Q&A: Jared Keeso on why Letterkenny is a phenomenon
He’s an unrepentant hayseed, a Canadian symbol of small-town defiance, who mixes it up with meth-head “skids” and thick-skulled hockey players in a rural community that bears a suspicious similarity to tiny Listowel, Ont.
A cross between William Butler Yeats and a scatological Mr. Spock, his eloquently robotic rants — “Here’s a tip: don’t fart in a spacesuit!” — have made filmed-in-Sudbury Letterkenny a cultural phenomenon since its CraveTV debut two years ago following three years of YouTube shorts.
Meet Listowel native Jared Keeso, 34.
With a flair for linguistics and an engagingly taciturn manner, his TV alter ego has become as iconically recognizable as Bob and Doug McKenzie and the Trailer Park Boys, a Canadian Seinfeld obsessed with burping etiquette and the correct pronunciation of “L.A.” (”L. Aye? L. Aiii? L. Ayyyy?”)
Because he was born in feisty, unfussy Waterloo Region, the winner of multiple Canadian Screen Awards remains as refreshingly down to earth as a mud-encased tractor wheel or mashed yellow corn husk.
Beer and hockey. That’s all I hear about Letterkenny. When are you gonna tackle more refined subjects like opera singing and interior design?
Tough to beat beer and hockey. What’s this about designing opera interiors?
How much can you mine your real life and hometown for inspiration? At what point do you have to start fabricating plot lines?
Letterkenny is fiction, so whatever I think is funny on any given day when I begin writing.
Describe the typical Letterkenny fan.
When we toured the live show across Canada this past spring, there was no consistency whatsoever in age or race with the folks who came through. That made me feel pretty damn good. Everyone knows someone from Letterkenny. There’s accessibility there.
You seem smart, intelligent, thoughtful. Why are you so good at playing dim-witted, vulgar barbarians who think with their fists?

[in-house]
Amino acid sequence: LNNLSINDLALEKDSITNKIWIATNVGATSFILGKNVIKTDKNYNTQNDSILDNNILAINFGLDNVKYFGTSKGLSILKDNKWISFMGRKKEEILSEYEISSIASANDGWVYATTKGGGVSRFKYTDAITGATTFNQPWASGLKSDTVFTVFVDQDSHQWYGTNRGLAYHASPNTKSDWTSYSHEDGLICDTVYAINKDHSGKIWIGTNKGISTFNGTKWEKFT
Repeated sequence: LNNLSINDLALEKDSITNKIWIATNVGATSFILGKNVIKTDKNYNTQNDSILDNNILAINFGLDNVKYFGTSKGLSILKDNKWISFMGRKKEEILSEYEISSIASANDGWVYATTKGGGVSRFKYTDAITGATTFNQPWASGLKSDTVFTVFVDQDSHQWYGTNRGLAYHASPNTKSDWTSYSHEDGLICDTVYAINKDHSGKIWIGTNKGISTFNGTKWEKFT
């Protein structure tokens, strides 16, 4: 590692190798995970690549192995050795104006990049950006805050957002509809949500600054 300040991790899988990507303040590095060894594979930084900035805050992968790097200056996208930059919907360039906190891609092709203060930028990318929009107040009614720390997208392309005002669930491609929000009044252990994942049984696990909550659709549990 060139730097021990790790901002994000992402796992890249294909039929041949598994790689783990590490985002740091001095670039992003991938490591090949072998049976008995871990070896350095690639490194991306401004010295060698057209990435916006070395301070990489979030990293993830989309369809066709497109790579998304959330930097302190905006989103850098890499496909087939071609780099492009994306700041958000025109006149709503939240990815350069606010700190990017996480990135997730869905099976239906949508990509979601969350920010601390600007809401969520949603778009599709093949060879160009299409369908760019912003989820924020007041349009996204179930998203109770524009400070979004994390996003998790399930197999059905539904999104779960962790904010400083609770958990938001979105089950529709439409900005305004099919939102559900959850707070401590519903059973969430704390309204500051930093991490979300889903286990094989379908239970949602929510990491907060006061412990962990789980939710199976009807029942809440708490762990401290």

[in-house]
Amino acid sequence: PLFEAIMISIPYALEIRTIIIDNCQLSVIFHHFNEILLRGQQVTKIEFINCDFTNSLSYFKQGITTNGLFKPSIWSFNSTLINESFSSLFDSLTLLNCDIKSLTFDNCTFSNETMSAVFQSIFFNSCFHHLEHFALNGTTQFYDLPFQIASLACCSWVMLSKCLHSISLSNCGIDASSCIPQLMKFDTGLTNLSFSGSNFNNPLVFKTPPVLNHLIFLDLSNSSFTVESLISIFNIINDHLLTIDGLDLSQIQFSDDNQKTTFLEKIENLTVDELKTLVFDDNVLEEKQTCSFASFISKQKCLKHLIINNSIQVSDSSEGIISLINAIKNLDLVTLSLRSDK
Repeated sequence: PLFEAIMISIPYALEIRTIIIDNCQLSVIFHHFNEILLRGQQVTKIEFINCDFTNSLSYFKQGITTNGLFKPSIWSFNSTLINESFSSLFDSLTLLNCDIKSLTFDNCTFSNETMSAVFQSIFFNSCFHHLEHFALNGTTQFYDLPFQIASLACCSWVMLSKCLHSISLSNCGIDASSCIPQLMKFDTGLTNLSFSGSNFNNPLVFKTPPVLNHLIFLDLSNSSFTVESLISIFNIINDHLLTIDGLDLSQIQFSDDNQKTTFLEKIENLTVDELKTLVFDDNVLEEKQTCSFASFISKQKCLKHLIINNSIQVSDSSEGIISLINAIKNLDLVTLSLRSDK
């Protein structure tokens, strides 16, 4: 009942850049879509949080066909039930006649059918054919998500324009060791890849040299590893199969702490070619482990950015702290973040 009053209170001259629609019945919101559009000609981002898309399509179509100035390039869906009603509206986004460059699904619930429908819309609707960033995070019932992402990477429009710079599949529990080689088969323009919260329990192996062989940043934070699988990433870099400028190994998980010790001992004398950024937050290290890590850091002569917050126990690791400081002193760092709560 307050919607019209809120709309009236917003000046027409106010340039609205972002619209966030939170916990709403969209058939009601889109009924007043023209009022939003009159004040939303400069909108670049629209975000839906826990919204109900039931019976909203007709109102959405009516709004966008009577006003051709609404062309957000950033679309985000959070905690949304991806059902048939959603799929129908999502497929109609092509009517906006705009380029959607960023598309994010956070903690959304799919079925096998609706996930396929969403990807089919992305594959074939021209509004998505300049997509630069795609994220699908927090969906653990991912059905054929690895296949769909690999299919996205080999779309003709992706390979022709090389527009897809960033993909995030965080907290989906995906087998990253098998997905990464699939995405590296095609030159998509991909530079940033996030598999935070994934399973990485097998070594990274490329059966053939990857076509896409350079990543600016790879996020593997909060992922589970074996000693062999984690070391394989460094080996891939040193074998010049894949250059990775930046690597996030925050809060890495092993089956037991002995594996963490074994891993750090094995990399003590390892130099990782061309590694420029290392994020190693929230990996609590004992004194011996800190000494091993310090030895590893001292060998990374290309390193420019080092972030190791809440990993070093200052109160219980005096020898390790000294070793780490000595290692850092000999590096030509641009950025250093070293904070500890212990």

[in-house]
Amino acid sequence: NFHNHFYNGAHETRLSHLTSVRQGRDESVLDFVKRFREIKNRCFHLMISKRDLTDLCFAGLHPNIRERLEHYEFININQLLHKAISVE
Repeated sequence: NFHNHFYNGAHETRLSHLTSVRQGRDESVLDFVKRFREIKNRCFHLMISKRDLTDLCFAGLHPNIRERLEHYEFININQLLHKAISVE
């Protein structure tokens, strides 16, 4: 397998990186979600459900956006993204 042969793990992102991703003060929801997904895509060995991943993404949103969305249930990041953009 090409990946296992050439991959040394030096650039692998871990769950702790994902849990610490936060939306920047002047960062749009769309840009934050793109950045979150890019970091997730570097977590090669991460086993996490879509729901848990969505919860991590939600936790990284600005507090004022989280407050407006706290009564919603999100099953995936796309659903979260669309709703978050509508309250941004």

I don’t think I’ve ever played a character like that. Wayne (in Letterkenny) is smart, intelligent and thoughtful. He’s the product of his surroundings. People drink and fight in Letterkenny. There are worse things.
Sorry, that was my description of you in your 2010 miniseries, The Don Cherry Story. Did I get it wrong?
Don Cherry is a national treasure. Don’t provoke me.
The show is a TV juggernaut and cultural phenomenon. After years of struggle, the gravy train has arrived. What’s next for Jared Keeso: stretch limos? Fur coats? House servants?
The dog’s food is so premium I could eat it. I may have to when luck inevitably swings the other way.
Letterkenny recently got the green light for 40 more episodes. Even top-flight shows on American networks don’t get pickups like that. How did you pull this off?
Full credit to our producer Mark Montefiore. It didn’t even cross my mind to ask for that. Forty episodes means job security for the next three years. The fact I didn’t have that for my first 10 years in this business is not lost on me.
Every time I read about Letterkenny there’s a comparison to its profane, subversively ironic predecessor, Trailer Park Boys.
Trailer Park Boys is one of my favourite shows of all time. I love that world. It makes me feel good. The goal with Letterkenny has always been to create that good feeling for our audience by stepping into our world.
Trailer Park Boys had a lot of rock star cameos. Now that Rush has retired, what Canadian legends can you get to fill the gap: Bryan Adams? Goddo? Shania Twain?
Here’s a good story. I was at the Junos two years ago and Bryan Adams was introduced to my wife and I. We chatted for a few minutes and then he asked me to come with him. We went into his dressing room where he had a photography studio set up. He took my photo for five minutes and then went back onstage. Turns out he was creating a photo album of Canadian personalities while simultaneously hosting the Junos.
Good story. Nothing to do with what I asked you.
But what a legend.
I get the impression your sojourns to L.A. to audition for American TV shows were less than productive. What happened?
Nothing happened. I couldn’t make anything happen. Young actors get a lot of pressure to go to L.A. because the most opportunity is there. Though that is true, humans must first decide where they are happy. I am happy in Canada.
Given the show’s distinctive Canadian character, how likely is the humour to translate to an American audience?
Letterkenny has been working in the U.S. since we started the web series. We’ve sold merch to all 50 states. Like I say, everyone knows someone from Letterkenny.
When does the next season start and where can we watch?
We released six new episodes on the Canada Day long weekend. Next six-banger comes out Christmas Day.
Joel Rubinoff writes for the Waterloo Region Record. Twitter: @JoelRubinoff